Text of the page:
**Finding Patterns with Knuth Morris Pratt**

*How to Understand and Code the Knuth Morris Pratt Algorithm*

**Introduction**

Finding patterns (or substrings) in a piece of text is a very common action on computers. Just think about the amount of times you’ve used the shortcut *‘ctrl+f’* to find a word hidden somewhere in a large body of text. Or think about the amount of times you’ve used a search engine to find something on a website or on the internet. Pattern matching is everywhere in computer science and it’s a common subject for job interviews at tech companies. So plenty of reasons to make yourself more familiar with this handy piece of coding magic!

In this article we’ll look at one of the most used algorithms for pattern matching called Knuth Morris Pratt. We’ll also implement this algorithm in python to show what this would look like in a programming environment.

**Why use Knuth Morris Pratt?**

The goal of Knuth Morris Pratt (frequently called KMP) is to find a pattern/substring in a body of text. The most intuitive way to do this is to use a brute force algorithm that reads everything until it finds the pattern, this is called the naive approach.

In terms of finding the pattern this approach is successful. The problem is that it takes longer than KMP does. In fact, the worst case time complexity (for a string of size *n *and a pattern of size *m*) with the naive approach is *m*n*. This is far higher than KMP which has a worst case time complexity of *n* (which is linear in this case).

**Knuth Morris Pratt explained**

Now how exactly does this algorithm accomplish that? Short answer: KMP uses backtracking to avoid doing the same comparison double. It does this by creating *failure links* in the pattern that you want to look for. These are indices (characters in the pattern) that the algorithm goes back to in case there is a mismatch.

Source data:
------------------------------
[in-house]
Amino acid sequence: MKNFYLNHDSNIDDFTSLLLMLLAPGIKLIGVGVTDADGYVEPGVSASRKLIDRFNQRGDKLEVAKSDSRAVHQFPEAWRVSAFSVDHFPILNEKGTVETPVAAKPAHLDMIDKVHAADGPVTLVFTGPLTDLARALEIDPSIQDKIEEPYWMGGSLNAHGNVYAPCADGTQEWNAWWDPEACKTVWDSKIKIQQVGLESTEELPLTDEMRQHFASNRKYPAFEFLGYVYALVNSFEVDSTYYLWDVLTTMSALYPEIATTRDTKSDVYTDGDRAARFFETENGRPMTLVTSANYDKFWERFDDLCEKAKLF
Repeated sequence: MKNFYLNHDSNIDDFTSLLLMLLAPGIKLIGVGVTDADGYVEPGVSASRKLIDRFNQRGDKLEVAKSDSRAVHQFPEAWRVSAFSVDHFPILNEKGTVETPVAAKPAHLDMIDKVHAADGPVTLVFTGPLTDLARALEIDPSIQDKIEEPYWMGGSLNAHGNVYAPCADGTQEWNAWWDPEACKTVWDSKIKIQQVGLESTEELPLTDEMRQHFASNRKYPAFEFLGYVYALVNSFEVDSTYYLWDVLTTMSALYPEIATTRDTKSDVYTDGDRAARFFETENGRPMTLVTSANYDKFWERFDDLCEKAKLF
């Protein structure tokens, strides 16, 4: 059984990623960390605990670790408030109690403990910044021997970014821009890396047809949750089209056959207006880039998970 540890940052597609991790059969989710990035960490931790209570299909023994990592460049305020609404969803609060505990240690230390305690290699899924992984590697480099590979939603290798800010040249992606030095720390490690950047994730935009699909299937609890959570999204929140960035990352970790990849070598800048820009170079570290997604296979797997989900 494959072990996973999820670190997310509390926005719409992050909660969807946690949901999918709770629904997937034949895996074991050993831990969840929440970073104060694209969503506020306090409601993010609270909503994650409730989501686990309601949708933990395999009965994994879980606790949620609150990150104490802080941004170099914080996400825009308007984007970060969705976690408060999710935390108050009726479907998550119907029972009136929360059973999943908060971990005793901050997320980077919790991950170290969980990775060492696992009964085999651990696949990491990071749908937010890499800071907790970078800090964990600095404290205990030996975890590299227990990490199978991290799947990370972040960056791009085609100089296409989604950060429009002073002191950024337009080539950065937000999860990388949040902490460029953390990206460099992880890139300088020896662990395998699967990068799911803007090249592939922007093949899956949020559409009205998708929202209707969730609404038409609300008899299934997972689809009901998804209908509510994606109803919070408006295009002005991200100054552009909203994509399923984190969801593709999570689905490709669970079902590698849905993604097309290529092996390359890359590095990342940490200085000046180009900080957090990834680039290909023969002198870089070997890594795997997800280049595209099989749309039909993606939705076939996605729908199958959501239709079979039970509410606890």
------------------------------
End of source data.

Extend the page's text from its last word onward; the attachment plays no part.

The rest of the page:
Failure links are created by comparing the prefix of the pattern with the suffix of the pattern. If these two overlap you know in advance that those characters must’ve matched earlier with the text. In that case it would be double work to go back to the beginning of the pattern and check these characters again (like we did in the naive approach). That’s why KMP goes back to the failure link instead of the beginning.

For example in the pattern *aab*. If there is a mismatch in *b* then you know that the two characters before that must’ve been *a’s*. Therefore it would be double work to go back to the beginning of the pattern and check the first *a* again. Hence there should be a failure link on the second character. If you do this for the rest of the pattern the result should look like this.

Now let’s go back to the example from earlier. It took the naive approach nine attempts to find the pattern. Let’s see if KMP can solve this problem more efficiently.

It took KMP seven attempts to find the pattern! This is (on a string of five characters) a significant improvement. Note how KMP uses failure links to avoid checking the first character twice.

**Code**

Knuth Morris Pratt can be implemented in code. This example is written in Python.